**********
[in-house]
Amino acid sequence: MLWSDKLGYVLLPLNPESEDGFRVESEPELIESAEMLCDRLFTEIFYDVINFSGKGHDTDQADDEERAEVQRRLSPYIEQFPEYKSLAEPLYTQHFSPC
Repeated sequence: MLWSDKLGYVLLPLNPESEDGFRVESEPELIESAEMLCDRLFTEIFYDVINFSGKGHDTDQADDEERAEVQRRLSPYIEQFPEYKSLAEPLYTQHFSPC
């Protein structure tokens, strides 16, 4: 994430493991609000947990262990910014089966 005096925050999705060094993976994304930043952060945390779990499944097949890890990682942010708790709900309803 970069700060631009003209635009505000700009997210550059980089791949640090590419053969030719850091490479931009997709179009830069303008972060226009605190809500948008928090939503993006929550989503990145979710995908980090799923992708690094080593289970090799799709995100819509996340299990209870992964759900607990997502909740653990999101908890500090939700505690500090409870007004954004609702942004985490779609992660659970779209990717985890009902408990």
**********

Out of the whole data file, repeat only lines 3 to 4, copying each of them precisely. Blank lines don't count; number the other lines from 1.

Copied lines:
Repeated sequence: MLWSDKLGYVLLPLNPESEDGFRVESEPELIESAEMLCDRLFTEIFYDVINFSGKGHDTDQADDEERAEVQRRLSPYIEQFPEYKSLAEPLYTQHFSPC
């Protein structure tokens, strides 16, 4: 994430493991609000947990262990910014089966 005096925050999705060094993976994304930043952060945390779990499944097949890890990682942010708790709900309803 970069700060631009003209635009505000700009997210550059980089791949640090590419053969030719850091490479931009997709179009830069303008972060226009605190809500948008928090939503993006929550989503990145979710995908980090799923992708690094080593289970090799799709995100819509996340299990209870992964759900607990997502909740653990999101908890500090939700505690500090409870007004954004609702942004985490779609992660659970779209990717985890009902408990």